Not Buying It...
Mar 04, 2017
8:02 AM EDT
|Two words that do not belong in the same sentence are "secure" and "Android". I might could be more gullible about believing the security claims if this "phone" wasn't running Android.|
Mar 04, 2017
10:17 AM EDT
|There are several variations of 'secure' and 'phone'...
Android OS can be secured by disabling the ability to ever turn on Developer mode via USB debugging... and then adding a crypto trust certificate within the boot sequence. A voice call can be secured using encrypted voice apps.
The first component is how iOS works... and also Chrome OS.
Android's insecurity mostly arises from:
It's good to remember that 'rooting' a mobile device means that the device is now insecure.
Mar 04, 2017
10:37 AM EDT
|>It's good to remember that 'rooting' a mobile device means that the device is now insecure.
Perhaps, but security as you may mean implies less usability for many, including me. There's always a trade-off to make between security and usability. The device that runs in a safe without any outbound connectivity is very secure but useless. A non-rootable Android device is a useless gadget for many, just as would be a Linux box without root.
Also, without any rooting, your phone service provider and Google can always mess with your data without your knowledge. So does security means : security for the big corps but not for the device owner ?
Security in IT has deviated to this point : you exist, you are a danger to me, either I kill you or I enslave you to my benefit. Is it the culture we are running after ?
Mar 04, 2017
10:49 AM EDT
|>A non-rootable Android device is a useless gadget for many, just as would be a Linux box without root.
I certainly don't disagree. However, Android itself is not necessarily less secure because it's Android. And the choices available to and made by the end user are the source of the insecurity.
BTW: I don't personally use any commercially available mobile device. Many of the reasons are those you've posted... I don't trust Google, nor should I. I don't trust Apple, nor should I. However, I feel compelled to remind people that the very ability to 'root' a device shows that the device is insecure.
I've written this before somewhere... but I would be interested in a mobile device that allows the end user to load user generated keys as the trust root in the device. Such an architecture would allow the end-user complete control over enabling secure boot or disabling it, while also allowing the end-user control over the trust model of secure boot.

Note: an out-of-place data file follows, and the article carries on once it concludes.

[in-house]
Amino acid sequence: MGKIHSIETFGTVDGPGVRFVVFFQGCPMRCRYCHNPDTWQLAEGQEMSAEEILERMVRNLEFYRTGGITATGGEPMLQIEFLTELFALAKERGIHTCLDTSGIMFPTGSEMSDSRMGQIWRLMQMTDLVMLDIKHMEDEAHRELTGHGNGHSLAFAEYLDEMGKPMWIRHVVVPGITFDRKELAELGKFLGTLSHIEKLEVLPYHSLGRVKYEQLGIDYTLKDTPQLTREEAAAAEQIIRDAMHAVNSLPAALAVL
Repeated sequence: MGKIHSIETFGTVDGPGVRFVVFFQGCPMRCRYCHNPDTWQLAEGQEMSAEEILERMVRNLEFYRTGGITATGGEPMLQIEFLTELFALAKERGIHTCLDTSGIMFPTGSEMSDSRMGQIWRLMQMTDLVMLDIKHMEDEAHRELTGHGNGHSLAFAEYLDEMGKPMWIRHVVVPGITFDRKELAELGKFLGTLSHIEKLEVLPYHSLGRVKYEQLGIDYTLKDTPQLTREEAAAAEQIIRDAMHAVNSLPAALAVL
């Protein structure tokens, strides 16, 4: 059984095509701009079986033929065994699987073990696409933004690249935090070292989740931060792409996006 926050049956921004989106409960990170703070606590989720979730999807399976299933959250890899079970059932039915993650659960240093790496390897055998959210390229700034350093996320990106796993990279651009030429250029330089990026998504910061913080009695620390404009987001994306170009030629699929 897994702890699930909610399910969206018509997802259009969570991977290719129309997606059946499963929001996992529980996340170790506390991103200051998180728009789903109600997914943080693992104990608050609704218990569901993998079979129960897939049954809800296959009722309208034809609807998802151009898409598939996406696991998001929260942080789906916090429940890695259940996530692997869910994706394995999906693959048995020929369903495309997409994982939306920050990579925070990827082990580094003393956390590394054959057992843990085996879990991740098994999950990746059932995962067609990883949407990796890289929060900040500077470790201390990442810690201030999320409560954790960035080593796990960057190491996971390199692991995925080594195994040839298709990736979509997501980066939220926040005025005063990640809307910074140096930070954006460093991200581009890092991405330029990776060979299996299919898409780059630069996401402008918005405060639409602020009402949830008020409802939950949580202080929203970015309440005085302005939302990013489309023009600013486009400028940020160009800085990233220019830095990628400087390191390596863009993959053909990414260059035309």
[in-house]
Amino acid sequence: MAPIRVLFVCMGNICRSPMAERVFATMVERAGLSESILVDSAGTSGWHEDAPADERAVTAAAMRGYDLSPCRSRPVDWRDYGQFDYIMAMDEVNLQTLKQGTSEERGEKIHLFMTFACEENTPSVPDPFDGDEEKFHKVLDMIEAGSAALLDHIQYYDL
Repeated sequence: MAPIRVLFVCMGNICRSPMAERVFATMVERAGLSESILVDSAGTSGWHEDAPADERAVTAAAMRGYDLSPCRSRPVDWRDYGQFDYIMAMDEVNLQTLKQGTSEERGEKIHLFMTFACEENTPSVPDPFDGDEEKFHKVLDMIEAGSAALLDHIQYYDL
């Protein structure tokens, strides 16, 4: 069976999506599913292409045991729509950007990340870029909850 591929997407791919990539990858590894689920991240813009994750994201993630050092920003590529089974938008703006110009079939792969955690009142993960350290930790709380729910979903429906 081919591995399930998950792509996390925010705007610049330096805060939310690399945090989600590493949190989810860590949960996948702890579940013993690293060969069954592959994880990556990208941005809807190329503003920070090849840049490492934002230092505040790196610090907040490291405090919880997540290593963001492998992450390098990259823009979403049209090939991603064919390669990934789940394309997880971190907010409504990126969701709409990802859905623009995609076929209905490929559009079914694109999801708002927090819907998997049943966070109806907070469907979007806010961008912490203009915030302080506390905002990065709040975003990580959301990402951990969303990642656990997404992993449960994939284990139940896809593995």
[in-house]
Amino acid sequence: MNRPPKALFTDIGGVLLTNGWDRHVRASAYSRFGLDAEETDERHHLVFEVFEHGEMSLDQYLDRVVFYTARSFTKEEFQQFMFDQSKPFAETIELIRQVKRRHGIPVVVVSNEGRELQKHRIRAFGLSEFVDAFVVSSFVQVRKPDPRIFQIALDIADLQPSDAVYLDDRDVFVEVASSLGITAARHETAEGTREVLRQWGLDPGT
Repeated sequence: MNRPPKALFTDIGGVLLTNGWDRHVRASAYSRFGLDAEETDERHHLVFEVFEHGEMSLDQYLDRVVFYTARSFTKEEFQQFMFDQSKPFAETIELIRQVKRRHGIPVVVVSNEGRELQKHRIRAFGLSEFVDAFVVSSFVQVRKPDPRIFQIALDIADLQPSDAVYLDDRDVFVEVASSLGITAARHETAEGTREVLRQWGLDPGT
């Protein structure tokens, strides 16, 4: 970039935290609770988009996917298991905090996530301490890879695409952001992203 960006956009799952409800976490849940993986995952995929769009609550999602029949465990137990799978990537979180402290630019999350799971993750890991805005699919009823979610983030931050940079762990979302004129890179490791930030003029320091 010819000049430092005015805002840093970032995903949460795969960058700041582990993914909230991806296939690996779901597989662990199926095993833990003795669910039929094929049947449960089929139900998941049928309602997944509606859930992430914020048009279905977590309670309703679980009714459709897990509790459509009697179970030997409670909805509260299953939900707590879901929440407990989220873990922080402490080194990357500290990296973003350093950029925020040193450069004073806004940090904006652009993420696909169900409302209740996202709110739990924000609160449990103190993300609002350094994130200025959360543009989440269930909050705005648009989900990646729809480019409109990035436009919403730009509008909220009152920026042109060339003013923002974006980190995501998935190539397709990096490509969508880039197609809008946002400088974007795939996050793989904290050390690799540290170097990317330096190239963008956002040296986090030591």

But... it will be a cold day on the sun facing side of Mercury before a commercially available consumer grade product includes this ability.
Mar 04, 2017
11:31 AM EDT
|One thing that stands in the way of a rational discussion on "security" is the ambiguity that now exists with this word "security".
Security can mean many things:
1. From the perspective of a device manufacturer, security can mean that no user can access or change the firmware of the device.
2. From the perspective of a service provider, security can mean that no user can access services that are not contracted and paid for.
3. From the perspective of a device owner and user, security can mean that the user has control of his/her device and can allow or disallow accesses from external actors.
Relative to definitions 1 and 2, a device where the user has unrestricted root access will be considered insecure, in the view of the manufacturer and the service provider.
Relative to definition 3, a device where the user is prevented from having unrestricted root access to his/her device will be considered insecure by the user.
In order to achieve user-level security (definiton 3) the user will need unrestricted root access, packet capture, firewall and scripting. None of these criteria are fulfilled by either Android or iDevice.
The best a user can hope for now is that the blind trust in the manufacturer and service provider are warranted, and there is much evidence that such blind trust is misplaced.
Mar 06, 2017
11:58 AM EDT
|One of the major vulnerabilities is the cell modem. Security for the cell modem component of a phone is largely, "security through obscurity." I haven't heard anything about securing that, although voip apps using encryption could help keep the conversation secure. As a potential point of attack, however, I'm dubious as to whether any cell modem is secure, at least that is what I have heard...|
Mar 16, 2017
4:04 PM EDT
|>>I've written this before somewhere... but I would be interested in a mobile device that allows the end user to load user generated keys as the trust root in the device. Such an architecture would allow the end-user complete control over enabling secure boot or disabling it, while also allowing the end-user control over the trust model of secure boot.
>>But... it will be a cold day on the sun facing side of Mercury before a commercially available consumer grade product includes this ability.
Because the number one consumer support call would be "I can't get into my phone."
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